The parents refusing to vaccinate their children against polio

By Shaimaa Khalil
BBC News, Karachi


There have been more than 200 cases of polio in Pakistan since January - the first time infections have reached this level in nearly 15 years. Despite this, not everyone wants their children to be vaccinated.

Abrar Khan, who is 26, makes his way into a poor neighbourhood of Karachi called Baldia.

On his crutches, he carefully avoids potholes and dirty cesspools in the narrow alleyways lined, on both sides, with small houses.

He contracted polio when he was three. Now he's part of a team trying to change the minds of families who refuse to have their children vaccinated.

Many people here think the polio vaccination campaign is a western conspiracy to sterilise their children - it's an idea the Taliban have been putting about for 10 years now.

In 2012 the militants ordered a complete ban on vaccinations in the tribal areas in western Pakistan as a response to US drone attacks.

Since then there's been no immunisation in that area.

As a result, says the children's charity Unicef, nearly 300,000 children have missed out on vaccination in that area in the last two years.

Most of the residents of Baldia came originally from Pakistan's tribal areas and most are reluctant to immunise their children.

Yet this is considered a high risk area for polio and I can see why. There's no sanitation to speak of.

As I walk through the narrow streets, I pass an open sewer running through a residential area.

Even before you see this canal full of sewage and rotten rubbish, you can smell it.

It's just the sort of environment in which polio thrives yet around us are about a dozen children, who all look under the age of five, playing in these squalid conditions.

Khan and the other health workers are being escorted by armed policemen. Without their protection the polio team can't do their job.

Many health workers and security personnel have been killed during immunisation campaigns across the country - I'm told there was a shooting in this neighbourhood not long ago.

We stop at one of the houses and an elderly woman answers the door. Four curious little children pop out next to her.

"None of the neighbours' kids has had it," she says of the vaccine. "Why are you after my grandchildren? I don't want this, I don't trust it," she adds angrily as she waves us away.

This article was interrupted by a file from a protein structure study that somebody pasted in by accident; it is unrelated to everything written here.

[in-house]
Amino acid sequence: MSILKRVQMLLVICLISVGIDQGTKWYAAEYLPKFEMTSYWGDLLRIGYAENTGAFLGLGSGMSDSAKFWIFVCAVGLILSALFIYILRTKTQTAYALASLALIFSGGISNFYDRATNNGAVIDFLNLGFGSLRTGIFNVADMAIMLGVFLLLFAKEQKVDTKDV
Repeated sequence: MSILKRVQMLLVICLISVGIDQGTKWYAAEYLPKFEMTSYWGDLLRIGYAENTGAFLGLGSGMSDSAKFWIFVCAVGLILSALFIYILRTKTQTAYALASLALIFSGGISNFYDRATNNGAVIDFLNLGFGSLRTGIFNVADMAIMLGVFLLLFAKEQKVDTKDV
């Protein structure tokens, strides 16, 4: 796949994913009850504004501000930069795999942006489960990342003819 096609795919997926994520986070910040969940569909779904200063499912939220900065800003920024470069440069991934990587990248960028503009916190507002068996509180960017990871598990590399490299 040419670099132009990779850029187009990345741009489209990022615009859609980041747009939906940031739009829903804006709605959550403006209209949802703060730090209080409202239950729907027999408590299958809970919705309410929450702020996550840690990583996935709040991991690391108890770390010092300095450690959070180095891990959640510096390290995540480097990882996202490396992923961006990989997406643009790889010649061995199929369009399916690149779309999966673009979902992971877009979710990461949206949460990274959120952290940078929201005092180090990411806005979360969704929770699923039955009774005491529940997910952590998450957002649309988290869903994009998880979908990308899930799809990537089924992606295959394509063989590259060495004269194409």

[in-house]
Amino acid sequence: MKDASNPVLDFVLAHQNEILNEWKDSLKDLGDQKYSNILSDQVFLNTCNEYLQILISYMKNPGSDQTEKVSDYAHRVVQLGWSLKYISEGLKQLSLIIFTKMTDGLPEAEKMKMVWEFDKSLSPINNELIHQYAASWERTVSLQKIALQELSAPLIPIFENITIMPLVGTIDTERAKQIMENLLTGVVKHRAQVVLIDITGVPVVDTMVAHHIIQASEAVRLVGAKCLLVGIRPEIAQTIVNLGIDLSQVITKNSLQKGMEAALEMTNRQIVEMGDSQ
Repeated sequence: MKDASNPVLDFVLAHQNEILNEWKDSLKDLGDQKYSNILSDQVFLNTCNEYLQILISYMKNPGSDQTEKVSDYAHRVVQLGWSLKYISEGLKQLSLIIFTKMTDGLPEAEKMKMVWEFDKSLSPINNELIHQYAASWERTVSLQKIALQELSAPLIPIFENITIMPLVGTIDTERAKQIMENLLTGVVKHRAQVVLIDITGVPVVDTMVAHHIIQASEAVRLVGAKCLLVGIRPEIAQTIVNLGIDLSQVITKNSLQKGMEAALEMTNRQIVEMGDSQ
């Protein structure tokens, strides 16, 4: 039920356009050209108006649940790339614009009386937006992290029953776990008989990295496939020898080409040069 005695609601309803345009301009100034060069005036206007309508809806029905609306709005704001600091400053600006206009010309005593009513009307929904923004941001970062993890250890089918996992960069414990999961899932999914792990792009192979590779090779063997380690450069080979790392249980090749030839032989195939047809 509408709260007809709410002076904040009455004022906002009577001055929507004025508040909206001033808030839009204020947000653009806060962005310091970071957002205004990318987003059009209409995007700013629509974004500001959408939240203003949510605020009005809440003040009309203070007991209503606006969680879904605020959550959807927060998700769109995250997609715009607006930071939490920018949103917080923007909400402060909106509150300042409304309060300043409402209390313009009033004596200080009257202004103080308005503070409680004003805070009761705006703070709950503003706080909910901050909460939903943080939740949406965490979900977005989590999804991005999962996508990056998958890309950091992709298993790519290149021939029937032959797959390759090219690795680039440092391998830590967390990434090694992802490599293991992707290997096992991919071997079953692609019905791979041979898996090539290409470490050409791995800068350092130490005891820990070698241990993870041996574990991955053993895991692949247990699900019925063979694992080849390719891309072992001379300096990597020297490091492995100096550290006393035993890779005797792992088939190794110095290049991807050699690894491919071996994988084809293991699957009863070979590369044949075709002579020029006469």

Khan moves on to the next house. A man stands in front of the entrance and starts shouting at him: "My children don't need this. Leave them alone! Why are you after them? And why just polio? There are other diseases why are you focusing on this one?" he yells.

Khan calmly replies: "We're trying to eliminate polio. We're trying to show that we can do this."

But the man shouts back: "Show who? America? I don't care about them."

People start to gather round us as he shouts: "I don't trust this team."

Khan tries again, this time he takes out a small brochure from a folder he has with him. It's a fatwa, a religious decree from a well-known cleric, which condones polio vaccination.

Image caption,
A man argues against having his children vaccinated

"What's this?" the father says, now more agitated than ever. "I can't read," he says, "why are you giving me this?"

Finally he tells Khan to leave, goes back into the house and slams the door.

As we walk away from the house, Khan explains: "I try to tell them in any way I can, but they aren't willing to listen. I say 'look at me, I'm a victim of polio. Your children could be like me,'" he says, pointing at his legs.

I can hear the frustration in his voice: "This man is doing his children a big injustice. He's taking them down a path of lifelong disability. He's the children's worst enemy."

This refusal to vaccinate is one of many reasons why Pakistan is failing to eradicate polio. But it's not just the influence of the Taliban - experts now point the finger at government mismanagement as well.


Image source, AFP
  • Poliomyelitis mainly affects children under five
  • Invades the nervous system and can cause total paralysis within hours
  • One in 200 infections leads to irreversible paralysis
  • Polio cases have decreased by more than 99% since 1988
  • Endemic in three countries - Afghanistan, Nigeria and Pakistan
  • There is no cure but the virus can be prevented by immunisation

A recent report described Pakistan's polio programme as a disaster. Campaigns take a long time to organise and when they finally get under way, they're inefficient.

The polio workers themselves are overworked and underpaid and they risk their lives trying to do their job.

Some tell me they have to wait for days to get the proper security personnel to escort them.

And so there have been more than 200 cases this year - that's more than 200 families watching their loved ones suffer from something that could easily have been prevented.

At the end of a long day Khan invites me back to his family house. He got married recently and I meet his bride and about a half a dozen other women. his sisters and sisters-in-law.

Altogether there are seven families in the house and between them around 26 children.

"How many children do you want?" I ask him. "Three inshallah, God willing," he says, "and I will vaccinate them," he adds, with a hopeful smile.

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